Ships of belligerent countries were prohibited from using radio while in United States waters and the radio apparatus of such ships was sealed by customs officials, and in some cases antennas were lowered and disconnected.
    After the SUFFOLK incident, no further violations of neutrality by commercial companies occurred. However, there were many reports, from all parts of the country, of unauthorized radio stations, established solely for the violation of neutrality. Investigation of each individual report failed to indicate the existence of a single such station.5
    The final report upon neutrality censorship, which ceased upon our becoming a belligerent, stated ". . . it is gratifying to report that owners of commercial stations have during this fiscal year, generally cooperated loyally with the Government in maintaining the neutrality of the United States."6


Early in the war the British severed the cables to Germany and that country was forced to rely upon radio communications in the conduct of commercial and diplomatic business with other nations. To provide a U.S. terminal for a circuit with European countries, the station at Tuckerton, N.J.,7 was taken over and operated by the Navy for the U.S. Government.8 The operation of this station was limited to transmitting or receiving messages from shore stations in Europe and the United Kingdom. Official messages of United States and foreign government officials were given priority over commercial or press messages. No messages in code or cipher were transmitted or received for delivery unless the Navy operating personnel were provided with the means of decoding or deciphering them. No messages in unintelligible terms or foreign languages were acceptable unless translations were provided which satisfied the official censors. The naval censors at the station were responsible for insuring that no messages of unneutral character were handled. Addresses were required to be in plain language and to be at least four words in length with a signature of at least two words. No message could be transmitted or delivered until countersigned by a censor. The Navy accepted no responsibility for delivery. The station charge was 25 cents per word, cable count, without minimum.9
    Although available for operations with any European or United Kingdom station the only one with which traffic was exchanged was Eilvese, Germany. The Homag Co., was allowed to maintain the station and was duly paid for this upon certification of expenses by that company's agent and the naval officer in charge. All revenue in excess of maintenance was held in trust by the Navy Department pending adjudication of rightful ownership. Between 27 October 1914 and June 30, 1915, 13,789 paid messages were transmitted for which Tuckerton's net income was $38,929.47.10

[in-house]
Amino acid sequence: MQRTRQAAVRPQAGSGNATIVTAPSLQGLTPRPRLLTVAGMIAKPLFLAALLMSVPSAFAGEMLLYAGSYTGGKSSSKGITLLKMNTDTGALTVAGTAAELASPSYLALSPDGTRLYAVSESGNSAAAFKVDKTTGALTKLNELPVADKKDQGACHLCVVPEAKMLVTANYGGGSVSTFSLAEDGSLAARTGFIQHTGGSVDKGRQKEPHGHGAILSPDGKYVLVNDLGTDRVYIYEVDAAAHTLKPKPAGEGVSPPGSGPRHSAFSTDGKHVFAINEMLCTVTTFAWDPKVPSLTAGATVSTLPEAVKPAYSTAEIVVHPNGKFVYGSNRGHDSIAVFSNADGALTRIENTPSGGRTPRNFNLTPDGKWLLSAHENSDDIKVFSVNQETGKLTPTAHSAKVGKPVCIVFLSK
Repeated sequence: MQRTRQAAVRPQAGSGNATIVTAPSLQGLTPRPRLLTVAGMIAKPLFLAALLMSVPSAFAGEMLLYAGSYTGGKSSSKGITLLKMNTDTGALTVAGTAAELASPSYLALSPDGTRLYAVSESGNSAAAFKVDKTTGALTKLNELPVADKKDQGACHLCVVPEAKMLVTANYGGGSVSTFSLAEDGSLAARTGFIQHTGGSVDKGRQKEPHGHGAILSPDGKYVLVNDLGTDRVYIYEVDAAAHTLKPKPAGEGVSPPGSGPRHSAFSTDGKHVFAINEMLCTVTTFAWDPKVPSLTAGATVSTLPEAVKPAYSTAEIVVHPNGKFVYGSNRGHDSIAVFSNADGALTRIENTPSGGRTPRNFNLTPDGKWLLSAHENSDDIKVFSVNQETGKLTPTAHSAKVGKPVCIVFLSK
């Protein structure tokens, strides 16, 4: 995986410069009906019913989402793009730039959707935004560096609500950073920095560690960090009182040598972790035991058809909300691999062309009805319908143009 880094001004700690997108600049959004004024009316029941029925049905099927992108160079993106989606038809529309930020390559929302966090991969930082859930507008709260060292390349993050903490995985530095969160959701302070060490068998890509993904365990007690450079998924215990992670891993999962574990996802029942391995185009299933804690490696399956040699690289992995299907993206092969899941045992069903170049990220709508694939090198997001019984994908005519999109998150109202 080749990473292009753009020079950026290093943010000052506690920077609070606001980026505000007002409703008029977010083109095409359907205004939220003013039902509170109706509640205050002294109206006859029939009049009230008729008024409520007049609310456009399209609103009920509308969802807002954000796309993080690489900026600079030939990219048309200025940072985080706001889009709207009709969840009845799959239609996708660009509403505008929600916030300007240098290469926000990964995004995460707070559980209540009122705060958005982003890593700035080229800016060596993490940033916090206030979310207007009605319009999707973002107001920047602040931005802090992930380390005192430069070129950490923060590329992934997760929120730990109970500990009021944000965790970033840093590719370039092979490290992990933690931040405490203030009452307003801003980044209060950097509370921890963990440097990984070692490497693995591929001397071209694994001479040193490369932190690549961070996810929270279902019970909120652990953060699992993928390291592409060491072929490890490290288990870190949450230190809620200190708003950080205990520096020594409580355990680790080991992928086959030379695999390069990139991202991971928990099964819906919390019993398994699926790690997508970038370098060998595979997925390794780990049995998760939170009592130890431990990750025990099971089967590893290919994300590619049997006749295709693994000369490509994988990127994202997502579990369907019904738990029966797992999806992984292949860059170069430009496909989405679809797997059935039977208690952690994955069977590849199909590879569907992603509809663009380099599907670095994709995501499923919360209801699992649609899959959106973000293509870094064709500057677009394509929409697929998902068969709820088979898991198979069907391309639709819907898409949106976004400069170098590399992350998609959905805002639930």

On 9 July 1915 the Navy took over the Atlantic Communication Co. station at Sayville, Long Island, and commenced operating it under the same conditions as prescribed for Tuckerton. This station operated on schedules with its sister station at Nauen, Germany. Since there was no question of ownership, revenues received were given over to the owners who performed the accounting, forwarding copies of all messages and accounting forms to the Superintendent, U.S. Naval Radio Service, for comparison and checking.11 Figure 19-1


On 4 February 1915, the Germans issued a proclamation declaring the high seas around the British Isles an unrestricted war zone and warned neutral vessels of the dangers of entering the area. On 7 May 1915, the S.S. Lusitania was torpedoed and sunk, 10 miles off the southern coast of Ireland, with a loss of life of 1,198 men, women and children, 128 of whom were Americans. Repeated exchanges of notes revealed the adamant attitude of the German Government. The clamor for increased preparedness raised by the American public resulted in enormously increased military appropriations. In March 1916, the French S.S. Sussex was sunk in the English channel with loss of two American lives. President Wilson immediately notified the German Government that diplomatic relations would be severed unless she immediately forswore and abandoned her methods of submarine warfare against neutral shipping. This brought forth a German promise that it would not sink merchant ships without warning and without attempting to save lives.
    The Sussex incident increased the efforts of the Navy Department to ensure that, among other things, the U.S. Naval Radio service be brought to a peak of readiness and efficiency. To determine the wartime capabilities of the United States, a mobilization of communication facilities was ordered. Mr. Theodore N. Vail, President of the American Telephone and Telegraph Co., in a letter dated 19 April 1916, stated, ". . . we would take a patriotic satisfaction in placing our system at the service of the Government in any time of need . . ."12
    This mobilization was ordered for a 40-hour period which began at 1600, Saturday, 6 May 1916. Telegraph and telephone connections were made between the Navy Department and all navy yards and naval radio stations in the United States. A radiotelephone transmitter that had been installed at Arlington for long-distance radiotelephony tests was still at that location. Another smaller transmitter and one of the receivers used during the above-mentioned tests were installed in the U.S.S. New Hampshire, Capt. Lloyd N. Chandler, USN, commanding. The New Hampshire was to be in the vicinity of Hampton Roads during the mobilization tests. Another one of the receivers was installed at the Norfolk Naval Radio Station.
    Two-way radiotelephone communications were established immediately upon commencement of the test and were maintained at will with the New Hampshire via wirelines to the Norfolk Naval Radio Station, thence by radio to the ship, and by radio from the ship to Norfolk, thence by wireline to the Navy Department or other stations. On 7 May Captain Chandler, at sea off the Virginia Capes, talked with Capt. Frank M. Bennet, USN, Commandant of the Mare Island Navy Yard,13 with officers in the Department, and with his wife at their home in Washington.